Your loved one should be supported to eat and drink for as long as they show an interest and can do so safely (even if they just take a mouthful or a sip). There are ways to help make this easier for the person. For example:
- choosing a plate that is a different colour to the food (so they can see it more clearly)
- giving the person enough time
- putting the drink in their hand if they are struggling to see it
- changing the consistency of food and drinks (for example serving it in liquid or puree form). Only do this following advice from a professional such as a dietitian or speech and language therapist.
Toilet problems and continence
Having dementia doesn’t mean your loved one will definitely become incontinent, but there are a number of reasons why they could be, or have problems using the toilet. These include various medical conditions, many of which can be treated. Possible causes include:
- urinary tract infection (UTI)
- severe constipation
- side effects of medication
- prostate gland trouble
- forgetting to go to the toilet or forgetting where the toilet is
- not recognising the need to go to the toilet
Changes in behaviour
Changes in behaviour may include:
- Distress or agitation
- Sun downing (more agitated in the late afternoon/evening)
- Hallucinations and delusions
Ways to manage changes in behaviour
- Ensure that any glasses or hearing aids are clean and functioning properly. Arrange regular sight and hearing checks.
- Check whether their medication is appropriate or whether they might be ill or in pain
- Check that they are not being disturbed by too many people, too much activity, loud noises, sudden movements, or an uncomfortable environment (for example, one that is too hot or too bright).
- Consider whether they may be bored or in need of stimulation. Engage them in meaningful activities. Gentle activities such as a hand massage, listening to their favourite music or stroking a soft piece of fabric may help.
- Make sure they are comfortable – for example not in pain, too hot, cold, hungry, thirsty, or needing the toilet.
Illness and discomfort
If the person with dementia is unwell and there is a sudden change in their mental abilities or behaviour that lasts several hours, it is often a sign they have delirium. Symptoms of delirium include:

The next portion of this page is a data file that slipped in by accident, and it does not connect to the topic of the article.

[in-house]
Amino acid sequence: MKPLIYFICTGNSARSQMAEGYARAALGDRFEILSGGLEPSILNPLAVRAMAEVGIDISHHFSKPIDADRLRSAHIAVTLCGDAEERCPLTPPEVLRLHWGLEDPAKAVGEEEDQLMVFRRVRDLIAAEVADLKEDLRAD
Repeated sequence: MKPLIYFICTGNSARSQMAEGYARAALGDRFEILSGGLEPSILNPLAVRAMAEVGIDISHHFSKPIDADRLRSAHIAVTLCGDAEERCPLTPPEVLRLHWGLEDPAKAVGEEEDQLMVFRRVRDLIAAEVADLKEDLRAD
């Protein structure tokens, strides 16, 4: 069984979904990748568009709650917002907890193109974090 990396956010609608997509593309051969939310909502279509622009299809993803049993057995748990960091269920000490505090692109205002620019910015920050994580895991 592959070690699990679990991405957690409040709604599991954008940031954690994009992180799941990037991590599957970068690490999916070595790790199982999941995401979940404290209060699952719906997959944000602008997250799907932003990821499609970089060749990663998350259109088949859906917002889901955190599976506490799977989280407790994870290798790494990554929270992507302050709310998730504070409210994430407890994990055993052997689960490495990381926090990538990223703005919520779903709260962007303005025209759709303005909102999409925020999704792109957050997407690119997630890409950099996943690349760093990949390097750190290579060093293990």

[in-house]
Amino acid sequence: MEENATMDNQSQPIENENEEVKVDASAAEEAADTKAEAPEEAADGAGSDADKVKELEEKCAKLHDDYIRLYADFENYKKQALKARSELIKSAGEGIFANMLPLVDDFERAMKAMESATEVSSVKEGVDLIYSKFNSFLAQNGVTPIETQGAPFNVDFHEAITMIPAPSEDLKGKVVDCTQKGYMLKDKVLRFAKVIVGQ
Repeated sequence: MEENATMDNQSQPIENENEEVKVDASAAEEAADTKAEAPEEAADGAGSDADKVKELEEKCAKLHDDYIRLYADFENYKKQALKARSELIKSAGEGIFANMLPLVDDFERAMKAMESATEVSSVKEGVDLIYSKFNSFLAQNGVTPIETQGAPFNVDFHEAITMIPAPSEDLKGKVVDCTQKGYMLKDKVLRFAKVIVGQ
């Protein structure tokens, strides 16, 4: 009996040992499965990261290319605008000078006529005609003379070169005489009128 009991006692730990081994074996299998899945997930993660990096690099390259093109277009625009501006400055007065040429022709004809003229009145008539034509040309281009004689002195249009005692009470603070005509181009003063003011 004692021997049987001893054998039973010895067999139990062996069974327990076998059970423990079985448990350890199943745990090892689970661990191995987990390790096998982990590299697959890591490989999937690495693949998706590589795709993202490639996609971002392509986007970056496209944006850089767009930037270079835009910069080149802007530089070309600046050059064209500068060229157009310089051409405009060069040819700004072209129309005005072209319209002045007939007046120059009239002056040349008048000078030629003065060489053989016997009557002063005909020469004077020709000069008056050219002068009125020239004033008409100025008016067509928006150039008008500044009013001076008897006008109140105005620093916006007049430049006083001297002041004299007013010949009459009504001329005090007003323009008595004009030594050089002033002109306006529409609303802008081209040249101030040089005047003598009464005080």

- not paying attention or concentrating
- confused and muddled thinking
- disturbed language (for example, speech that doesn’t make sense)
- change in consciousness (for example, feeling drowsy or much more alert)
- change in the person’s sleep/wake cycle
- hallucinations and delusions.
Your loved one still feels pain in the later stages of dementia even though they may not be able to verbally communicate it. They may be unable to tell you that they are in pain, and as a result they may start to behave in ways that are unusual. It’s important to consider pain as a cause and make sure that it is properly managed.
Treatment and care
If your loved one with dementia has made their wishes known regarding care in their later stages, you can support them and help them to meet these plans. These may consist of various things.
At Cavendish Homecare, we can help support you and your loved ones with our expertise in delivering Dementia Homecare. We know that being diagnosed with Dementia can have a huge emotional, social, and psychological effect on both the person suffering and their family. Therefore, we ensure specialist care in the comfort of one’s own home.
To find out more about how best we can help you in the days and weeks ahead please call us on 0203 008 5210 or email firstname.lastname@example.org.
More about Dementia Care on our website
Read further about our Dementia Care services, How to communicate with someone who suffers from dementia, Difference between Alzheimer’s and Dementia and what factors can raise or lower Dementia risk?